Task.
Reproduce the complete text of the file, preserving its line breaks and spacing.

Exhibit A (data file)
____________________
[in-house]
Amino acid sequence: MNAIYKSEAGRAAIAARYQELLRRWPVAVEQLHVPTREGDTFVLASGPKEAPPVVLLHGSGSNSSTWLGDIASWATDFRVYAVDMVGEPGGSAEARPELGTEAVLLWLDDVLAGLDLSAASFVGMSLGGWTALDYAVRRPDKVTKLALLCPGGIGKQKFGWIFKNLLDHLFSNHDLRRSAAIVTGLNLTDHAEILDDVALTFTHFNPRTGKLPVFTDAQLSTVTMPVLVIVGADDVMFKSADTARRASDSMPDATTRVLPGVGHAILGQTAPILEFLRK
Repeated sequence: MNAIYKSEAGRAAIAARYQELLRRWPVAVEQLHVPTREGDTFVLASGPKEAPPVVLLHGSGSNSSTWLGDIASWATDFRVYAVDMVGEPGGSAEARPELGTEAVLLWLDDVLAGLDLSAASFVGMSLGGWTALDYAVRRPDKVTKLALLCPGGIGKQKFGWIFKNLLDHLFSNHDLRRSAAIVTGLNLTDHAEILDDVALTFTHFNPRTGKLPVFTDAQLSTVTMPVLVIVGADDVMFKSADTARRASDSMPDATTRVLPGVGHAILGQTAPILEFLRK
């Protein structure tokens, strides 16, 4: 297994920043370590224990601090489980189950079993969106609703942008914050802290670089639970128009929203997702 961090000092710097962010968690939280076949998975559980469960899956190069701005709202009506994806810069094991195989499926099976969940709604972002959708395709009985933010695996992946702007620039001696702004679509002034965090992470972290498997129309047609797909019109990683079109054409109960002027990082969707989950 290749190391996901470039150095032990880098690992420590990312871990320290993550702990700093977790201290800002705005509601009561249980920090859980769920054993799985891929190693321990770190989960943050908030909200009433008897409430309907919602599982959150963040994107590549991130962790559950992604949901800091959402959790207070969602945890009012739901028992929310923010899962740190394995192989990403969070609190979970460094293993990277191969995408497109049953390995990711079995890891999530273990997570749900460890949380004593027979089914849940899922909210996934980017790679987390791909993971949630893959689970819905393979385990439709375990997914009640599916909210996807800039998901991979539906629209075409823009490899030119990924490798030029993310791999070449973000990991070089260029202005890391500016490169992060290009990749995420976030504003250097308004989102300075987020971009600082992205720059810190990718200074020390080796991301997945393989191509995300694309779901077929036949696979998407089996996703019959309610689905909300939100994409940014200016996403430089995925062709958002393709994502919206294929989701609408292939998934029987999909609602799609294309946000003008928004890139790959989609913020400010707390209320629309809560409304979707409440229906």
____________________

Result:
[in-house]
Amino acid sequence: MNAIYKSEAGRAAIAARYQELLRRWPVAVEQLHVPTREGDTFVLASGPKEAPPVVLLHGSGSNSSTWLGDIASWATDFRVYAVDMVGEPGGSAEARPELGTEAVLLWLDDVLAGLDLSAASFVGMSLGGWTALDYAVRRPDKVTKLALLCPGGIGKQKFGWIFKNLLDHLFSNHDLRRSAAIVTGLNLTDHAEILDDVALTFTHFNPRTGKLPVFTDAQLSTVTMPVLVIVGADDVMFKSADTARRASDSMPDATTRVLPGVGHAILGQTAPILEFLRK
Repeated sequence: MNAIYKSEAGRAAIAARYQELLRRWPVAVEQLHVPTREGDTFVLASGPKEAPPVVLLHGSGSNSSTWLGDIASWATDFRVYAVDMVGEPGGSAEARPELGTEAVLLWLDDVLAGLDLSAASFVGMSLGGWTALDYAVRRPDKVTKLALLCPGGIGKQKFGWIFKNLLDHLFSNHDLRRSAAIVTGLNLTDHAEILDDVALTFTHFNPRTGKLPVFTDAQLSTVTMPVLVIVGADDVMFKSADTARRASDSMPDATTRVLPGVGHAILGQTAPILEFLRK
């Protein structure tokens, strides 16, 4: 297994920043370590224990601090489980189950079993969106609703942008914050802290670089639970128009929203997702 961090000092710097962010968690939280076949998975559980469960899956190069701005709202009506994806810069094991195989499926099976969940709604972002959708395709009985933010695996992946702007620039001696702004679509002034965090992470972290498997129309047609797909019109990683079109054409109960002027990082969707989950 290749190391996901470039150095032990880098690992420590990312871990320290993550702990700093977790201290800002705005509601009561249980920090859980769920054993799985891929190693321990770190989960943050908030909200009433008897409430309907919602599982959150963040994107590549991130962790559950992604949901800091959402959790207070969602945890009012739901028992929310923010899962740190394995192989990403969070609190979970460094293993990277191969995408497109049953390995990711079995890891999530273990997570749900460890949380004593027979089914849940899922909210996934980017790679987390791909993971949630893959689970819905393979385990439709375990997914009640599916909210996807800039998901991979539906629209075409823009490899030119990924490798030029993310791999070449973000990991070089260029202005890391500016490169992060290009990749995420976030504003250097308004989102300075987020971009600082992205720059810190990718200074020390080796991301997945393989191509995300694309779901077929036949696979998407089996996703019959309610689905909300939100994409940014200016996403430089995925062709958002393709994502919206294929989701609408292939998934029987999909609602799609294309946000003008928004890139790959989609913020400010707390209320629309809560409304979707409440229906």